Artist: Dulce Soledad Ibarra
Exhibition: Manos De Oro
Gallery: Max Gatov Gallery East
Media: Mixed-Media Installation, Video, Found Objects
About the Artist:
Dulce Ibarra is a twenty five year old senior undergraduate student at CSULB, seeking a Bachelor’s degree of Fine Arts in Sculpture. Ibarra was raised in Chino, California. Currently, she works for a non-profit organization that teaches children about art. Ibarra believes that children should find a passion or inspiration for/from art at a young age. She is very prideful of her background, and of her father’s occupation. Ibarra hopes to one day gain pride of whatever she choses to do in life, just like her father.
Manos de Oro was a project that consisted of many different gardening equipment, and a video production capturing her father gardening a home. All the machines and equipment were covered with gold. A few of the machines included turf attached to them. Heavier machines were placed on the floor, all around the exhibition floor, and other tools were hung against the walls. As for the video production, it included background music from Piero who sang “Mi Querido Viejo.”
Manos de Oro depicts the idea that Ibarra’s father’s hands are golden. His hands are seen as gold in Ibarra’s perspective, because she appreciates and acknowledges her father’s hard work that goes acknowledged. Ibarra understands that her father’s hard work gave her and her siblings the privileges that they have. She used to be embarrassed of the fact that her father was a gardener. She noticed that he was prideful of what he does for living, so she learned to change her perspective. The tools displayed in the exhibition are an extension of her father’s work. She covered many of the machines golden to represent the value she holds upon her father’s work. Also, Ibarra has a connect to the color gold; both her and her father are allergic to gold. Ibarra connected the idea that she is allergic to those who judge gardner’s and their lifestyle.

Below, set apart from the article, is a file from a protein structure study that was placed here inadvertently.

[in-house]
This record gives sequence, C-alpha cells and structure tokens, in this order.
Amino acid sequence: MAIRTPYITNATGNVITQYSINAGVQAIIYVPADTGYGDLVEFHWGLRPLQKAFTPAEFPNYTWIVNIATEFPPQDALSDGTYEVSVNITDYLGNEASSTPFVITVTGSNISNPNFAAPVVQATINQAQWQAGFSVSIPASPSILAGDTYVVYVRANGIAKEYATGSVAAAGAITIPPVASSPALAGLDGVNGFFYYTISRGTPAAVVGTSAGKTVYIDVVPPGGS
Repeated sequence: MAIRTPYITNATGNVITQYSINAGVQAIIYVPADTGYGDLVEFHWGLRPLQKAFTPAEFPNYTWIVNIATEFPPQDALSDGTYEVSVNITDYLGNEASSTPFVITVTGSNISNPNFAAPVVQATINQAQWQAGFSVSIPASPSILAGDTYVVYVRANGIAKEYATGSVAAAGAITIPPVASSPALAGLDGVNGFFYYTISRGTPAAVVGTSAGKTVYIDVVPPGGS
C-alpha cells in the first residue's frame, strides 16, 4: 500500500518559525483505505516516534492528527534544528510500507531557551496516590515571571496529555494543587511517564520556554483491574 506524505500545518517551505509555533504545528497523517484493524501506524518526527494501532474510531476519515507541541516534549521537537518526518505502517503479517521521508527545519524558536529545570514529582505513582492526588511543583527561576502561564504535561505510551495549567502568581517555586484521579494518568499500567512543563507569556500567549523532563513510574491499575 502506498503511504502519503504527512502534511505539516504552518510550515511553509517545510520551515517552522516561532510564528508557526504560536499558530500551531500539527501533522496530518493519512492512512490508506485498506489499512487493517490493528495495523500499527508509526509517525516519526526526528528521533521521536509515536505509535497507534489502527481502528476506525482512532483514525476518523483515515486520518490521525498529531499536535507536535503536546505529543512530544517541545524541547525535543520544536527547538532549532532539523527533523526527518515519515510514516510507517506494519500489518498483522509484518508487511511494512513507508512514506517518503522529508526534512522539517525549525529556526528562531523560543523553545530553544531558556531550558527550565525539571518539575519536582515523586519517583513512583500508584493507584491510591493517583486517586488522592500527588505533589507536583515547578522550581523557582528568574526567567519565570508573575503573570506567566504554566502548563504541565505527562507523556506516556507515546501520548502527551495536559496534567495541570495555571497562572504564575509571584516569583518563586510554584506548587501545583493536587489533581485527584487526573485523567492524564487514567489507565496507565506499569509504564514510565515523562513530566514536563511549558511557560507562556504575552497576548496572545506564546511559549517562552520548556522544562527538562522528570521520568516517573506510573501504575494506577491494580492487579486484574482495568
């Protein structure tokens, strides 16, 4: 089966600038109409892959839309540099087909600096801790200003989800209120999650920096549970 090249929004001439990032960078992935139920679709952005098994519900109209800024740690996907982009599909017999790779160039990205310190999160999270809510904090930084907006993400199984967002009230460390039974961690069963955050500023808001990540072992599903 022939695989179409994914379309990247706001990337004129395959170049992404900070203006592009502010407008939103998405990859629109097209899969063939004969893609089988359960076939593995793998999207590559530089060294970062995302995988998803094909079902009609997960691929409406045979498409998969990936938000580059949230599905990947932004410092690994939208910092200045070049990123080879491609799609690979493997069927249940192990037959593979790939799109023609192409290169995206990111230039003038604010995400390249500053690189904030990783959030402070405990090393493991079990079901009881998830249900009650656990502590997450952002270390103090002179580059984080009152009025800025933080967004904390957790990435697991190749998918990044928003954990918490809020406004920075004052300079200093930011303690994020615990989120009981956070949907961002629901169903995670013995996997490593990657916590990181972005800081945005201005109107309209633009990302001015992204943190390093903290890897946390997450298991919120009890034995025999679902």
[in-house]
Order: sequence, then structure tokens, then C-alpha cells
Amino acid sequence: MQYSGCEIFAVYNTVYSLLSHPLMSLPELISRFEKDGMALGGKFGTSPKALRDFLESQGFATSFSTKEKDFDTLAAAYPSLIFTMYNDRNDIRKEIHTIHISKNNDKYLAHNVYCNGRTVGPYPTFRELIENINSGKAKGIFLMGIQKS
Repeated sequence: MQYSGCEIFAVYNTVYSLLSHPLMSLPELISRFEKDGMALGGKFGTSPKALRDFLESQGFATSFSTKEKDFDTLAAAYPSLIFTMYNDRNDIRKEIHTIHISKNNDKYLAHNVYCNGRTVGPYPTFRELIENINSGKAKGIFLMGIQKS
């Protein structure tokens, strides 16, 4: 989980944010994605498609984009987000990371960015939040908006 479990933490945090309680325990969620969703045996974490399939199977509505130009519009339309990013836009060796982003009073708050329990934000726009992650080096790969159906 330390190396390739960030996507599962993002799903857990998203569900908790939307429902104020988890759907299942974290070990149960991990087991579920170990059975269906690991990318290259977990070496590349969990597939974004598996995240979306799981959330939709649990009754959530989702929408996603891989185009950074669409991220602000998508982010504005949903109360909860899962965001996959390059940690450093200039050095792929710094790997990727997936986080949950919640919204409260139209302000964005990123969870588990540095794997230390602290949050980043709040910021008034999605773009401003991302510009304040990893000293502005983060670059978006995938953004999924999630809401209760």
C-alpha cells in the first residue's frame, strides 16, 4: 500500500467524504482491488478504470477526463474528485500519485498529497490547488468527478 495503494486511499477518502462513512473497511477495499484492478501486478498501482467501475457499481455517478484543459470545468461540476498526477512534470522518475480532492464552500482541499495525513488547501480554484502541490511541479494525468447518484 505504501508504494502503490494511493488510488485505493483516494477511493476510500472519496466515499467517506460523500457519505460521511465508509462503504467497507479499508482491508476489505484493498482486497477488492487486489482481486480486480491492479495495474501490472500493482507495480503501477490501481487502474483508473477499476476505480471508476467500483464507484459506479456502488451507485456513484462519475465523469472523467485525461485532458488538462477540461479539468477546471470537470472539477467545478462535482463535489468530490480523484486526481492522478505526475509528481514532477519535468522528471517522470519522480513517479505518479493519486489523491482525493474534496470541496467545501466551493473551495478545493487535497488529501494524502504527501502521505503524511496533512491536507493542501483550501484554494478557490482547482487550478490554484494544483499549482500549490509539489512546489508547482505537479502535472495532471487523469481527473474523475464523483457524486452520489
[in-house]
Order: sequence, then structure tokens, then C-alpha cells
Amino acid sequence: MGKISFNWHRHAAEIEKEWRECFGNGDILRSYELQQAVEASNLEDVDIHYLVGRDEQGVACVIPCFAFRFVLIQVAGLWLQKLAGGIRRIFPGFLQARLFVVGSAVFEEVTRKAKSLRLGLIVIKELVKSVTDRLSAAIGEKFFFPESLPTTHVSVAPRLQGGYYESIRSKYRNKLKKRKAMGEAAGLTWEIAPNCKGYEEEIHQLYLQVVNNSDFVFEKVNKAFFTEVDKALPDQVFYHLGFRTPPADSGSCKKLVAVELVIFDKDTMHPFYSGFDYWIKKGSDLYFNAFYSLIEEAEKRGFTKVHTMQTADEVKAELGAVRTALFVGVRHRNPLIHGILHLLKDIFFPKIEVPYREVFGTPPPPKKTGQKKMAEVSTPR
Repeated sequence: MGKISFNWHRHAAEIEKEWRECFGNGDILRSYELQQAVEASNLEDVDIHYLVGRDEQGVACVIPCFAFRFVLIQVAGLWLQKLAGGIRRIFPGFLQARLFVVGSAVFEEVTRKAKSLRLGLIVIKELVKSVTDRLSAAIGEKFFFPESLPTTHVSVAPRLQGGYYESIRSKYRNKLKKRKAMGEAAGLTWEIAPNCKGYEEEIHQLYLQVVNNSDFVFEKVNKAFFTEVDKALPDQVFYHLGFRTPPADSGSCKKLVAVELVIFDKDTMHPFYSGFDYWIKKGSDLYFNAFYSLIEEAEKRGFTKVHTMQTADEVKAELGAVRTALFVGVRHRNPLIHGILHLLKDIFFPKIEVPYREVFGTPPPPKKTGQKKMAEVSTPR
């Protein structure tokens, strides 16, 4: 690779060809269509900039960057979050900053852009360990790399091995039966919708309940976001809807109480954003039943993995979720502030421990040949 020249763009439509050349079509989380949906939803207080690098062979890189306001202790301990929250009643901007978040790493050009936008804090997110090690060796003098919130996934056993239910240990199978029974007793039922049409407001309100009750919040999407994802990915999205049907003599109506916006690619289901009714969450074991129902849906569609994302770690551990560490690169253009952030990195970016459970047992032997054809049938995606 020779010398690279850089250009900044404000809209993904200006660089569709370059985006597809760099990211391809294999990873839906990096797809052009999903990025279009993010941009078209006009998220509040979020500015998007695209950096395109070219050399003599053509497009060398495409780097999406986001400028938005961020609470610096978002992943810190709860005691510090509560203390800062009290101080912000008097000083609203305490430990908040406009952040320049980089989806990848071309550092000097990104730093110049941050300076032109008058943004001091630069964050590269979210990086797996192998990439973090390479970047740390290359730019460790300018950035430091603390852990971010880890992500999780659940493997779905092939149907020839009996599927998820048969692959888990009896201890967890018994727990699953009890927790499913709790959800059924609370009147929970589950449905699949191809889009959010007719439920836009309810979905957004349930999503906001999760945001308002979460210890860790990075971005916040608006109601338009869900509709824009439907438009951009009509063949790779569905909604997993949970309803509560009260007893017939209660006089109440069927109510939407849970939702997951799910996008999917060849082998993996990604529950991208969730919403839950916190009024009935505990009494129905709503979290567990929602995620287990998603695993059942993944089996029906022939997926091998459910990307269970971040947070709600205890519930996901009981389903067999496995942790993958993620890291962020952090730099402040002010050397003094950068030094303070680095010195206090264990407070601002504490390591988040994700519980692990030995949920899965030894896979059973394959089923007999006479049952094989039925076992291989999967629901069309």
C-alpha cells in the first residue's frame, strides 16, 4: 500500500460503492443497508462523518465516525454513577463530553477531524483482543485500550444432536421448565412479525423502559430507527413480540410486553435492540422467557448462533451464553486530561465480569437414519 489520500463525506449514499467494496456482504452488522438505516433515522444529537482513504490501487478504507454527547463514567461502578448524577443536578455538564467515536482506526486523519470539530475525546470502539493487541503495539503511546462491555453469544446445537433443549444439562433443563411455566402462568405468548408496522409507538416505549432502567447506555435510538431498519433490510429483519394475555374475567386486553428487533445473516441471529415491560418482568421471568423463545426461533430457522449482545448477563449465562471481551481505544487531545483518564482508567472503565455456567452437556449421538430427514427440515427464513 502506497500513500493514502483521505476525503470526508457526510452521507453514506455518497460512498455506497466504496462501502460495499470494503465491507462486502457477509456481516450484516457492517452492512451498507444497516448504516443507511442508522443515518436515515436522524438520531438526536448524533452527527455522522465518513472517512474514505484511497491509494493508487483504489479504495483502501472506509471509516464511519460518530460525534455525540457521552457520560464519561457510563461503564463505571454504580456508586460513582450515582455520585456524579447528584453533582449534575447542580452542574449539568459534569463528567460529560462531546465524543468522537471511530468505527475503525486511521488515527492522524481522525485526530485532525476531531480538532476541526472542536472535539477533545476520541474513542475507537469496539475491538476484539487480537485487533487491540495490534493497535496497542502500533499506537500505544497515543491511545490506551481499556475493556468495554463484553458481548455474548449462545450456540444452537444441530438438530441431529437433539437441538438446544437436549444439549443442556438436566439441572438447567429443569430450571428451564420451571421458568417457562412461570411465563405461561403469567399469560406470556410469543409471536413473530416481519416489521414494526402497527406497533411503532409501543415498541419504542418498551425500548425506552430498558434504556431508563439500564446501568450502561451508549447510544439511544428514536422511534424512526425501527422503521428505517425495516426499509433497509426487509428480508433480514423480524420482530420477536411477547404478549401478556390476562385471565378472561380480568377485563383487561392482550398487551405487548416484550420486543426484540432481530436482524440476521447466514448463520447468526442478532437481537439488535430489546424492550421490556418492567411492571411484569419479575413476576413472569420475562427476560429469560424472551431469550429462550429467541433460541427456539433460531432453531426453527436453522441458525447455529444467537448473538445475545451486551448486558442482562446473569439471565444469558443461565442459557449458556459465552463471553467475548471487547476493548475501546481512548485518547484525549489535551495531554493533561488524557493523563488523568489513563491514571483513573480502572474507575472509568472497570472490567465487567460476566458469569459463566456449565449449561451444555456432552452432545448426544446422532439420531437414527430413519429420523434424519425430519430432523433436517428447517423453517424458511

Manos de Oro was a very touching project. I had an instant connection to Ibarra’s ideas and artwork. I grew up with a single mother, that has been a waitress for about 12 years now. Throughout my whole childhood, I was always embarrassed to share my mother’s occupation with friends that would ask. All my other friends had two parents, who were owners of businesses, or teachers of schools. My mother never finished school, and I felt that she did not have many opportunities that other parents had that finished their school careers. As I grew older, I learned to not be embarrassed, because just like Ibarra, I acknowledged that I had opportunities that other children did not have all because of my mother. I was reminded of that embarrassment that I held upon my mother’s occupation, while I entered this exhibition.